It doesn't seem to matter whether we are talking about energy from fossil fuels or renewable sources, there is strong opposition to proposed generating facilities.  The Cape Wind project, a large wind energy facility proposed for the waters off Martha's Vineyard, has been the target of fierce opposition from well-known and well-heeled political opponents. Terrestrial wind projects planned for high ridges in the mountains of New England and in the plains of the western states have been challenged on aesthetic and environmental grounds. Large solar energy plants have been blocked all over California.   The same arguments used to contest the building of coal- and gas-fired power plants all over the world, are now being used to haltthe  construction of renewable energy facilities:  they will have unacceptable environmental and aesthetic impacts;they will unfairly reduce property values; they will preclude other more desirable land uses, and they will cost too much. 

The people likely to benefit substantially from new facilities -- either because they will be employed in some supporting or related industry or reap a direct financial return as an investor -- are usually small in number compared to those who will be (or think they will be) adversely affected.  So, even if the "gains to all the gainers" are sure to outweigh "the losses to all the losers," those who fear large or serious losses will find each other and take whatever actions they can to block new projects. It doesn't matter whether they are renewable energy projects or coal-fired power plants.  The much larger number of beneficiaries who stand to gain (perhaps just a little over a long period) won't be as motivated to advocate for the facility. Thus, regulators are much more likely to hear from impassioned opponents than they are to here from potential beneficiaries.

Our regulatory system requires all kinds of environmental impact assessments, risk assessments and cost-benefit analyses.  These make it easy to document potential costs and possible adverse impacts -- no matter how small or uncertain.  But, they almost always pay insufficient attention to possible benefits because they are much harder to measure, especially over long periods of time.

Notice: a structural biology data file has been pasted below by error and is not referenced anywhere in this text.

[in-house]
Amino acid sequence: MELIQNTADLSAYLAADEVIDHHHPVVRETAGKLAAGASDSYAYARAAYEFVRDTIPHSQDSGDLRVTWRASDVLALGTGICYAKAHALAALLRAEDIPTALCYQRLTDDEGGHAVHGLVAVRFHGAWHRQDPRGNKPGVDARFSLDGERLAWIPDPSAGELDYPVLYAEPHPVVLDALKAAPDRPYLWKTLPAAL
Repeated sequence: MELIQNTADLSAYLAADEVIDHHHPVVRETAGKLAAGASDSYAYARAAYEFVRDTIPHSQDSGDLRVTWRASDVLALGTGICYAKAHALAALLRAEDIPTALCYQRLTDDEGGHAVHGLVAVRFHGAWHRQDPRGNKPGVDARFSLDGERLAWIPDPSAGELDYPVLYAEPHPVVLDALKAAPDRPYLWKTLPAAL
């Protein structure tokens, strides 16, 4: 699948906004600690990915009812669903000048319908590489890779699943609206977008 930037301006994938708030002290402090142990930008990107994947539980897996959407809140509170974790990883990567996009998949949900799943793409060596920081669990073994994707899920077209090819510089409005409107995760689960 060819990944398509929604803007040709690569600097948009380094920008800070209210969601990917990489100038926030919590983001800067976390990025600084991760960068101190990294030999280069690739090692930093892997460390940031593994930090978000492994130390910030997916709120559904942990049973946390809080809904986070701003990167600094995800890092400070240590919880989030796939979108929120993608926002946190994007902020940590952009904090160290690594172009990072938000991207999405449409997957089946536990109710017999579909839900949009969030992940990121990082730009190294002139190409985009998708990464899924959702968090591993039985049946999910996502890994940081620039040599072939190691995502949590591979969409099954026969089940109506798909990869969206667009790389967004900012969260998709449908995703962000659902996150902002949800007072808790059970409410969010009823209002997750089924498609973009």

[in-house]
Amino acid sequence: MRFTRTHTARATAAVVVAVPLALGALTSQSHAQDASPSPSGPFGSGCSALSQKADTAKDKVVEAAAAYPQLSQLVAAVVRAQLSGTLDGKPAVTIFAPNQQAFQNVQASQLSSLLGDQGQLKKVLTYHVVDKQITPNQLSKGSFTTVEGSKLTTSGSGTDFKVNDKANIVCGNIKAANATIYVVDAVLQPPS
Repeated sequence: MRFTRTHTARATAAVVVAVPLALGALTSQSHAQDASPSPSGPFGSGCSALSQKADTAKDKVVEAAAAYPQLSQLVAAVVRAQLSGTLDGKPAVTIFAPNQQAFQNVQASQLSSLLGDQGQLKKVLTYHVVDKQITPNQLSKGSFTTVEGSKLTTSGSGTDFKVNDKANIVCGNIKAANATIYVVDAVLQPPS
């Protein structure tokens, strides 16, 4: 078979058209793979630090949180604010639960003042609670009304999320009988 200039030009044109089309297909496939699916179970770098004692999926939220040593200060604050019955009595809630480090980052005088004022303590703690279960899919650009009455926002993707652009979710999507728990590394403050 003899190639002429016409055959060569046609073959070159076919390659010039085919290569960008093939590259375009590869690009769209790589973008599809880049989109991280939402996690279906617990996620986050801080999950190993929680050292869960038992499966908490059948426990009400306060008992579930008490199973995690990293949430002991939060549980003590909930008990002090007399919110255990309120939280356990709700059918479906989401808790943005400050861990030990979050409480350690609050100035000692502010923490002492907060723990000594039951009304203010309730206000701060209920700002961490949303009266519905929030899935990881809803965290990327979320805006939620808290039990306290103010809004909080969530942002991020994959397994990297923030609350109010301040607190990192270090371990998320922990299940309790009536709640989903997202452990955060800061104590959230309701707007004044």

A consensus building approach to energy facility siting needs to focus on four things.  First, public policy with regard to the need for more energy (or energy of certain kinds) ought to be the product of an extensive public dialogue.  How will our city, region, state and nation meet its energy needs over the next several decades?  Picture two pie charts. The first summarizes current demand for energy (with wedges showing all the different ways we use it).  The second summarizes existing supplies(with wedges showing the different sources in proportion to each other). Then, think of the new version of each pie chart that the public wants to achieve by a specific point in time. We need public agreement on these four charts. The only way to get that is through public educational efforts involving joint fact finding.

Then, when a decision has to be made about a specific new technology (in a particular location), representatives of all relevant stakeholders (i.e. all groups of potential gainers and losers) need to be assembled (by the relevant regulatory agencies) to seek consensus on the best way of proceeding. It will difficult, in some instances to find effective spokespeople of some of the potential losers and beneficiaries, but the government has to make sure these interests are represented.  In many instances, such ad hoc groups can come up with creative promises, environmental guarantees (or trades)  and compensatory arrangements that maximize benefits, minimize losses and tax specific gainers to compensate specific losers. While these will only be proposals (not legally enforceable requirements), proponents of new facilities are eager to know how they can proceed in a way that will earn wide-spread support.  Regulatory bodies will gladly accept voluntary commitments from facility proponents that go well beyond what the government has a right to require -- and they will agree to enforce them -- as long as they are the product of transparent public dialogue at which all interests are represented.

Both the policy dialogues on future supply and demand targets and the negotiations over the siting of specific facilities in precise locations need to be facilitated by specially-trained environmental mediators.  These dialogues can accommodate large numbers of participants in multiple problem-solving sessions (not one-time hearings). They can even be televised to ensure accountability to the larger constituencies involved. 

For more on how this works see Susskind and Cruikshank, Breaking the Impasse (Basic Books, 1987), Susskind et. al, Negotiating Environmental Agreements (Island Press, 1999), and "A Negotiation Credo for Controversial Siting Disputes," (Negotiation Journal, October 1990, pp. 309-314).  For evidence of how the Credo has worked see Howard Kunreuther, Kevin Fitzgerald and Thomas Aarts, "Siting Noxious Facilities: A Test of the Facility Siting Credo," Risk Analysis, Volume 13, Issue 3, pp. 301-318. 

Friday, January 16, 2009


There are a great many theories of leadership -- from highly centralized, top-down (almost militaristic) models to more decentralized, bottom-up, enabling (almost group-transforming) models. Leaders who get others to do what they want by using the power to threaten, punish, or reward can, in fact, get certain things done. As we flatten organizations, however, eliminating middle management ranks and emphasizing the need for flexibility, collaboration and individual initiative, leaders who motivate or manage by exercising power are becoming obsolete.  Quite a few organizations, companies and groups now put a premium on finding leaders who can motivate or catalyze networks of employees, volunteers, supporters, investors and others to take responsibility for defining and achieving the tasks that need to be addressed.